Further to our previous Briefings on coastal trading1 in which we have commented on the Australian Federal Government’s proposed changes to the current cabotage scheme administered under the Coastal Trading (Revitalising Australian Shipping) Act 2012, at an industry luncheon yesterday, Deputy Prime Minister Warren Truss, Minister for Infrastructure and Regional Development, provided some further details on the proposed reforms which he said were part of the Governments broader reform agenda.

Deputy Prime Minister Truss’ speech announcing the details of the proposed reforms was televised live by a national broadcaster. He described the reforms as being a high priority initiative for the Government given the obvious failure of the current scheme to provide much needed coastal freight support for Australian industry.

The current intention is to have draft legislation presented to a Senate Standing Committee on Economics in the near future with a view to a draft Bill being introduced to Parliament in the Winter sitting session which runs until 25 June 2015. Proceeding on this basis it would be possible for the new legislation to be in effect by early 2016.

Deputy Prime Minister Truss stated that the coastal shipping system being introduced by the new legislation will include the following significant aspects:

Single Permit System

Australian and foreign vessels alike will:

  • Be able to obtain a permit for coastal trading for up to 12 months.
  • Not be subject to any contestability provisions.
  • Be protected from any deemed importation provisions under the Customs Act 1901 (including when in dry dock).

An owner of a vessel, or a person responsible for the day to day management of the vessel, may apply for a permit. The application must include evidence of ownership/management as well as a registration certificate for the vessel.

The permit system will also include vessels transporting liquid fuel products from FPSOs, FSUs and offshore platforms to Australian ports.

Crewing requirements

Vessels engaging in coastal trading for more than 183 days are required to have two senior Australian crew members (indicatively a Master or Chief Officer and Chief Engineer or First Engineer) on board. ‘Australian’ includes citizens, residents or persons who are permitted to work in Australia.

Failure to comply with this requirement may result in cancellation of the permit and refusal of future applications.

Foreign vessels engaging in coastal trading for more than 183 days must comply with Australian workplace law which is currently embodied in Part B of the Seagoing Industry Award 2010, although reform of those provisions was also foreshadowed.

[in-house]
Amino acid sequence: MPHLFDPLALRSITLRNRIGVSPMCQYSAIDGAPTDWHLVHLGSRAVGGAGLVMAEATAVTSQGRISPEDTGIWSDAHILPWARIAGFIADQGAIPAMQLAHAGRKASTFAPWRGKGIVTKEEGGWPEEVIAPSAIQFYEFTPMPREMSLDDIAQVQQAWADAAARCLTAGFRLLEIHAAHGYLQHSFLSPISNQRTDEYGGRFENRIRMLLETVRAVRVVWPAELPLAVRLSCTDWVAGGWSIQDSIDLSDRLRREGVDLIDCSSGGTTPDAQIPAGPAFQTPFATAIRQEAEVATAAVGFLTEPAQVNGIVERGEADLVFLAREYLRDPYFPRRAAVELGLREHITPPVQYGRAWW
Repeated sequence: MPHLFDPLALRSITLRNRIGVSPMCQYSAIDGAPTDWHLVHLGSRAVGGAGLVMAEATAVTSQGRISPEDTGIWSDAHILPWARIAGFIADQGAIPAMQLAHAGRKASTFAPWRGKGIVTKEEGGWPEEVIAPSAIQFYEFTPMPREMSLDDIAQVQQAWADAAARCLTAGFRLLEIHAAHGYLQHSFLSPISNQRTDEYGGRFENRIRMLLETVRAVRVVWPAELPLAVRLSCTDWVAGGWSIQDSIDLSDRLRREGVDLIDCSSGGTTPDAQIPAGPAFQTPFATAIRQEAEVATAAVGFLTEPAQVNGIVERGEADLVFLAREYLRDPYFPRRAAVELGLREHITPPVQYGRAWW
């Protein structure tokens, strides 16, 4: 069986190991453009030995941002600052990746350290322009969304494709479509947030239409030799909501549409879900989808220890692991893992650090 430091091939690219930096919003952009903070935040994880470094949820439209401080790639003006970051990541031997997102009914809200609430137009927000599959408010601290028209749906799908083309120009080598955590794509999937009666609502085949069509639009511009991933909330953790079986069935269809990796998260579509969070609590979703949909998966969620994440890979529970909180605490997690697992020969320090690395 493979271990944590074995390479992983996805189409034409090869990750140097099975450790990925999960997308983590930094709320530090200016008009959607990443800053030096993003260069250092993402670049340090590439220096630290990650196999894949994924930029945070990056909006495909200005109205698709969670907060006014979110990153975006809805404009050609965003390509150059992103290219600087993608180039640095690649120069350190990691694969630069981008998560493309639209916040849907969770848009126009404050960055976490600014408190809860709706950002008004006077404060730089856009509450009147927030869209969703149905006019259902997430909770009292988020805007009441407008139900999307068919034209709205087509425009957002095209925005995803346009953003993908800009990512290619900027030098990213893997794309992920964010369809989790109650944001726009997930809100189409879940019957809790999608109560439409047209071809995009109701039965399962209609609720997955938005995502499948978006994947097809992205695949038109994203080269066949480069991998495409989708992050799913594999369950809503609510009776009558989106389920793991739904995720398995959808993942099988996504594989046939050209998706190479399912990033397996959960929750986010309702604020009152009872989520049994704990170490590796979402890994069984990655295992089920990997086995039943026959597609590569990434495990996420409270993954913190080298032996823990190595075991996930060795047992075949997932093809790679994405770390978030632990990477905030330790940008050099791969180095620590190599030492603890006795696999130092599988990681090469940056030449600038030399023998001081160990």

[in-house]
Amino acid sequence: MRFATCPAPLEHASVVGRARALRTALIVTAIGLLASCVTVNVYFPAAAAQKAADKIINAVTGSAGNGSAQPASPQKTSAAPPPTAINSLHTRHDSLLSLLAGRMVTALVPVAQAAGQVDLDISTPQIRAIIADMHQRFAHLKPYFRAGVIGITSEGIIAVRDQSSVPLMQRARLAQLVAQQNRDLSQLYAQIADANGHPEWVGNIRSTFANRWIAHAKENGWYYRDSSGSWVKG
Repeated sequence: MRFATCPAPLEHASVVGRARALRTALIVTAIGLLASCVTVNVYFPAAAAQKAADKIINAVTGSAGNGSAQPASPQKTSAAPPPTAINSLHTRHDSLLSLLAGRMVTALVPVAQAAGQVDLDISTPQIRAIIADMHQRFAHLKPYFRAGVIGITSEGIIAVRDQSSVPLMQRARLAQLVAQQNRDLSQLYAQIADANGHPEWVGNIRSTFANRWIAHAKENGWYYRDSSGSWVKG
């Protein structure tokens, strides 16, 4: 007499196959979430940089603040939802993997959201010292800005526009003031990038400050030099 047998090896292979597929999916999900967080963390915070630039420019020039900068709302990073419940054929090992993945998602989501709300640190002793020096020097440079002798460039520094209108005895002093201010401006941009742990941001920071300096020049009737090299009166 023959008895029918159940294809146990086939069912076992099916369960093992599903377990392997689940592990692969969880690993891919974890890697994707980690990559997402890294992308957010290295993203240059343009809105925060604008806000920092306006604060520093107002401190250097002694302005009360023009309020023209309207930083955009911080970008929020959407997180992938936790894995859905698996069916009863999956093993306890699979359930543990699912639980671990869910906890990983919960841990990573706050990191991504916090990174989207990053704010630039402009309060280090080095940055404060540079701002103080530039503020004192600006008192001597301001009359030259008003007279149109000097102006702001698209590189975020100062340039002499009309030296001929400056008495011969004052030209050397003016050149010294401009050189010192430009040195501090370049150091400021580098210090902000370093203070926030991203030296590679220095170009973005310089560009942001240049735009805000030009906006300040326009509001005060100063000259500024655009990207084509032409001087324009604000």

Reporting

In order to assist the Department of Infrastructure and Regional Development in monitoring compliance with the legislation, all permit holders will be required to submit two reports per year providing details of loading and unloading, cargo/passenger volumes and points of departure and destination, in place of the onerous reporting requirements under the current scheme.

Australian International Shipping Register (AISR)

The collective agreement requirement between the seafarer’s bargaining unit and the owner of a vessel before the vessel can be registered on the AISR will be removed.

Vessels will now only be required to engage in international trading for a period of 90 days before being eligible for registration and must also comply with the two senior Australian crew requirements.

The new legislation will also envisage a transition period whereby any voyages commenced under an existing Temporary Licence or General Licence will be governed by the terms and conditions of that Licence until completion of the voyage. Once the new legislation takes effect, it is proposed that any future voyages will require a permit under the new Act.

As expected, the Maritime Union of Australia strongly opposes the proposed reforms and staged a protest outside the function venue. Nonetheless, there appears to be a high level of optimism within the Government that the reforming legislation will be passed by Parliament which suggests there is crossbench support amongst the independent Senators who hold the balance of power in the Senate. We will provide further updates on the program as soon as additional information is available.